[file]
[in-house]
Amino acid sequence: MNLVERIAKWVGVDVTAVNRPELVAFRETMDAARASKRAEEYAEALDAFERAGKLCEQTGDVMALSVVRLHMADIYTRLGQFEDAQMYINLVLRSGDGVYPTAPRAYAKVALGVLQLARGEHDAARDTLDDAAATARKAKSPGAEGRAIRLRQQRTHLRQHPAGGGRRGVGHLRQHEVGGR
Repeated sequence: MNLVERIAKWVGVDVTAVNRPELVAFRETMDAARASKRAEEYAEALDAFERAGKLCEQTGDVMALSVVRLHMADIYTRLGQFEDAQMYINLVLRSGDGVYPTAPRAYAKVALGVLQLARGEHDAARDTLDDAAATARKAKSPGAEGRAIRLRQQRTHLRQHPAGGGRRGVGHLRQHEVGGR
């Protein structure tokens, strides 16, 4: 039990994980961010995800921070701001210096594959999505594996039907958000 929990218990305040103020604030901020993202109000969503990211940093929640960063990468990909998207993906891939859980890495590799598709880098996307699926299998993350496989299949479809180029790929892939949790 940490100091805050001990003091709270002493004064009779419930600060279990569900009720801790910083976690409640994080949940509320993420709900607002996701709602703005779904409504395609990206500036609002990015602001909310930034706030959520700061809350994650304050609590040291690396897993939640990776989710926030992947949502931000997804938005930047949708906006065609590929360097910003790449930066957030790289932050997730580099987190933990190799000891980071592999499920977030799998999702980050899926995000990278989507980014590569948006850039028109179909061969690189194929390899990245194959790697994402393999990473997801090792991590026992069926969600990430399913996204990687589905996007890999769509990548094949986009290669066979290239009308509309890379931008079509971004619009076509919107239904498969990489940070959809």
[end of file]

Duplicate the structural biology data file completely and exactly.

[in-house]
Amino acid sequence: MNLVERIAKWVGVDVTAVNRPELVAFRETMDAARASKRAEEYAEALDAFERAGKLCEQTGDVMALSVVRLHMADIYTRLGQFEDAQMYINLVLRSGDGVYPTAPRAYAKVALGVLQLARGEHDAARDTLDDAAATARKAKSPGAEGRAIRLRQQRTHLRQHPAGGGRRGVGHLRQHEVGGR
Repeated sequence: MNLVERIAKWVGVDVTAVNRPELVAFRETMDAARASKRAEEYAEALDAFERAGKLCEQTGDVMALSVVRLHMADIYTRLGQFEDAQMYINLVLRSGDGVYPTAPRAYAKVALGVLQLARGEHDAARDTLDDAAATARKAKSPGAEGRAIRLRQQRTHLRQHPAGGGRRGVGHLRQHEVGGR
């Protein structure tokens, strides 16, 4: 039990994980961010995800921070701001210096594959999505594996039907958000 929990218990305040103020604030901020993202109000969503990211940093929640960063990468990909998207993906891939859980890495590799598709880098996307699926299998993350496989299949479809180029790929892939949790 940490100091805050001990003091709270002493004064009779419930600060279990569900009720801790910083976690409640994080949940509320993420709900607002996701709602703005779904409504395609990206500036609002990015602001909310930034706030959520700061809350994650304050609590040291690396897993939640990776989710926030992947949502931000997804938005930047949708906006065609590929360097910003790449930066957030790289932050997730580099987190933990190799000891980071592999499920977030799998999702980050899926995000990278989507980014590569948006850039028109179909061969690189194929390899990245194959790697994402393999990473997801090792991590026992069926969600990430399913996204990687589905996007890999769509990548094949986009290669066979290239009308509309890379931008079509971004619009076509919107239904498969990489940070959809």